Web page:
Stephen showed me the lip on one of his square-billed crankbaits that was almost rounded on the edges from bumping into so much cover. He said the key to getting those fish to bite is to get in tight to the cover where they are and to really give them an easy shot to bite it.

“It doesn’t matter if you’re throwing a spinnerbait, crankbait a buzzbait or whatever, you’ve got to be slamming it into that structure. The noise makes them mad, and they’ll hit it out of reaction bite. I’ve seen these fish busting up schools of shad just to do it. They won’t eat them. They are just knocking them out of the water playing with it, because they are mean fish. That’s the kind of bite you are looking for this time of year,” he said.

Once he catches a fish in a certain area, he will slow down and start to fish something a little slower — really concentrating on the area where he caught the first fish.

“Once I’ve caught a fish in the area is when I’ll slow down. I’ll throw a big Texas-rigged worm and let it go to the bottom and then bounce it around. I’ll concentrate on that brushpile or blowdown and make maybe a dozen casts in there just trying to get them to hit it. I’ll pitch him a worm, or I’ll pitch him a creature bait and really beat it down. Sometimes I’ll see a fish swim back in there when we pull up with the boat and really try to catch him. A lot of folks think they are trying to swim away, but sometimes they are just getting way back in the grass or brush and are easy to catch if you just get it where they can see it,” he said.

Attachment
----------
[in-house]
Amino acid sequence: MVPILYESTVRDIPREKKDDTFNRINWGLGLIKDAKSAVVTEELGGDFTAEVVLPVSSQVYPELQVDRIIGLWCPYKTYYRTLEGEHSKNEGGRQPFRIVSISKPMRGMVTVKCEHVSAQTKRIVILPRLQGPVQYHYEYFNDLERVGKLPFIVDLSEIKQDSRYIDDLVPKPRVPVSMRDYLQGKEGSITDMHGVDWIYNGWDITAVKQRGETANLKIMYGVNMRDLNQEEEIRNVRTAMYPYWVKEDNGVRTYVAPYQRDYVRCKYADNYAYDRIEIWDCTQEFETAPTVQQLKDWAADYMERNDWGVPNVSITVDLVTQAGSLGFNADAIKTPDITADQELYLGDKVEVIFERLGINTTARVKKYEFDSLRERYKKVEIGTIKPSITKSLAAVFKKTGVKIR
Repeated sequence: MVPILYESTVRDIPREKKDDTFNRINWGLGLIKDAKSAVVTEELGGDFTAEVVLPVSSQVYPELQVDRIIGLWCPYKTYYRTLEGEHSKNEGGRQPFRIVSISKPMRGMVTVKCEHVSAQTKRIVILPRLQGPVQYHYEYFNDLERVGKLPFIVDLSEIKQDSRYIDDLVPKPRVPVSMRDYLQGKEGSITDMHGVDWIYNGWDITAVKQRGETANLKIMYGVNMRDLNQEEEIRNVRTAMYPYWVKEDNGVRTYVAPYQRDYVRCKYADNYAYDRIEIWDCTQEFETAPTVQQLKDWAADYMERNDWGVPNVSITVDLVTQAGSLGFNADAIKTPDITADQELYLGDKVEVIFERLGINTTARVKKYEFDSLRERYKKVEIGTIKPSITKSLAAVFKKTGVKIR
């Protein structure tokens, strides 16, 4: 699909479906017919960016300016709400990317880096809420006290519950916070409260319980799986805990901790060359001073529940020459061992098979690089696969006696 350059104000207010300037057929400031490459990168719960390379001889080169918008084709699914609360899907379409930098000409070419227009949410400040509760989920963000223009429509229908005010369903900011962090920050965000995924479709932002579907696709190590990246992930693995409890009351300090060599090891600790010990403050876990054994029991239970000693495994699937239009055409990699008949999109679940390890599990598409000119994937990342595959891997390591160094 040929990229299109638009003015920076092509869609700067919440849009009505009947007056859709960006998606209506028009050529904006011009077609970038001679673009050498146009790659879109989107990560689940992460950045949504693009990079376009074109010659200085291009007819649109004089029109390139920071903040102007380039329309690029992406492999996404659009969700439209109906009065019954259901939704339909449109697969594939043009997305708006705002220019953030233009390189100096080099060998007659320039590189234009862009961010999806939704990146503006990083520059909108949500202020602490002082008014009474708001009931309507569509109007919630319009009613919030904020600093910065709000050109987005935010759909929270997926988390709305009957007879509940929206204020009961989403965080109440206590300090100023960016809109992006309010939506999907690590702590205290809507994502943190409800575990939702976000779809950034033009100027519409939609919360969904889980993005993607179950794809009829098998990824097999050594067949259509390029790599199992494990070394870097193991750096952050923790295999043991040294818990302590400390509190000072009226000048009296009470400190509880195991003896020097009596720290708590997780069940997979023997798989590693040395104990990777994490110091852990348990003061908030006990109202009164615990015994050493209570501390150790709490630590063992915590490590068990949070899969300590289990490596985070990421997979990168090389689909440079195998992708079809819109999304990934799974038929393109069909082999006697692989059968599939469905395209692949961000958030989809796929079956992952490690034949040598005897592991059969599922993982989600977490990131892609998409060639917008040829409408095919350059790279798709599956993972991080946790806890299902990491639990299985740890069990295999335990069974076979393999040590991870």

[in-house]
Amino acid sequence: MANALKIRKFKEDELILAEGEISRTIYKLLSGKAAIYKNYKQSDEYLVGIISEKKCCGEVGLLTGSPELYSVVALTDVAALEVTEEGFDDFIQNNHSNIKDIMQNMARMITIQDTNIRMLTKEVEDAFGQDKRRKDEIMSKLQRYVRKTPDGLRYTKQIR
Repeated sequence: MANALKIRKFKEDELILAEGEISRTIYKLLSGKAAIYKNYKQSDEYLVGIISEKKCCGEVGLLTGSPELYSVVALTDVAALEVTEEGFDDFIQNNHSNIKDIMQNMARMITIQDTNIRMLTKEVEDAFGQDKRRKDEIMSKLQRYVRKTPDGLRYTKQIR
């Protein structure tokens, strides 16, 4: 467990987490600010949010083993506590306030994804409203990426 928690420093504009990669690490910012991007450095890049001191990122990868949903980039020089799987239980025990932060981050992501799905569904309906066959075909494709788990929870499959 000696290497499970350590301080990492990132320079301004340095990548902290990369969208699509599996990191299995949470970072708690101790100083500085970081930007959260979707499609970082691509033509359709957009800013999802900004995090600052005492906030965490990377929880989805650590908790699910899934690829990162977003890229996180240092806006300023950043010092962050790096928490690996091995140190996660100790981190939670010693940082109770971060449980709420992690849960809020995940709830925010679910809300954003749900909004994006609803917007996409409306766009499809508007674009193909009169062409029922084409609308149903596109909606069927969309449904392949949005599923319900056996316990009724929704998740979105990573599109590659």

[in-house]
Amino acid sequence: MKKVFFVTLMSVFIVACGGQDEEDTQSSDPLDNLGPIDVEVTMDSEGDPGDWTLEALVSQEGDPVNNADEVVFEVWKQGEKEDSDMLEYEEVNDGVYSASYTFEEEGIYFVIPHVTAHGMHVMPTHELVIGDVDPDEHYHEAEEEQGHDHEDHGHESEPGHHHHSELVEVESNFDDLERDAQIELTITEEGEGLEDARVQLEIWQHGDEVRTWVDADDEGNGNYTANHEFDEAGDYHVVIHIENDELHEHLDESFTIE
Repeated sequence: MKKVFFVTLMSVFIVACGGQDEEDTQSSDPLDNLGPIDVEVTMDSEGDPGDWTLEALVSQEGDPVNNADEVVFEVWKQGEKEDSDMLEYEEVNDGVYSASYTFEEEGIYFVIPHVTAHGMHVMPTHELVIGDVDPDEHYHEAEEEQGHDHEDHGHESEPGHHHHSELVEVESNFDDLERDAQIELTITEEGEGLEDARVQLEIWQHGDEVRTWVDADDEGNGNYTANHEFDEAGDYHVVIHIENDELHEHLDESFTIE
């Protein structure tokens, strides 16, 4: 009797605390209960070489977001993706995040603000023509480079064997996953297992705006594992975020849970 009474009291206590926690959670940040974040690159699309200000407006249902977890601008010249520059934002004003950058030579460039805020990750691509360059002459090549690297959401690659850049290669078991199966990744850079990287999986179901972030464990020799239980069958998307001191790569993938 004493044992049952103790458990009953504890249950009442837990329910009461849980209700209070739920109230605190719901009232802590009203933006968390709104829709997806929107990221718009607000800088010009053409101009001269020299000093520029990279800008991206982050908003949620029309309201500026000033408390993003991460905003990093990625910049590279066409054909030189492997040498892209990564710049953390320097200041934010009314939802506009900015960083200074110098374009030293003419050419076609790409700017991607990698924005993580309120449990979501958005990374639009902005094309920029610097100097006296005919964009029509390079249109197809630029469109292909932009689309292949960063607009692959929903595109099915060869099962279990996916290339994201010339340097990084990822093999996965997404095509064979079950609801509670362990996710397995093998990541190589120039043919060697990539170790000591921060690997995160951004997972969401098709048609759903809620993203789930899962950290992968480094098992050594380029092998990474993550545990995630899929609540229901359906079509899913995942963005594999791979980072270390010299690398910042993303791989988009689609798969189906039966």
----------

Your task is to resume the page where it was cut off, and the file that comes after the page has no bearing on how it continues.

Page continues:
Another problem in January is sometimes the fish won’t be able to see the bait, because the water will be muddy. When the water is muddy and cold, it’s not a good combination for catching a lot of fish. Stephen said when the water gets muddy, you’ve got to find somewhere with clearer water so the fish can really see the bait. He said to look in creeks and other tributaries because these places will clear up a lot faster than the main lake.

If there aren’t any places on the lake that have even a hint of clearness to them, then you’ll be in for a long day. But, one thing to remember is to switch your colors from the natural colors to really bright colors like white and chartreuse. Those colors won’t work as well in clearer waters, but when the water is really muddy, the bass have to be able to see it in order to strike. Large Colorado blades on a spinnerbait will also help move more water and make more noise for the bass to come to than a willowleaf blade will. If the water is clearer, Stephen sticks to transparent and natural colors like browns and greens.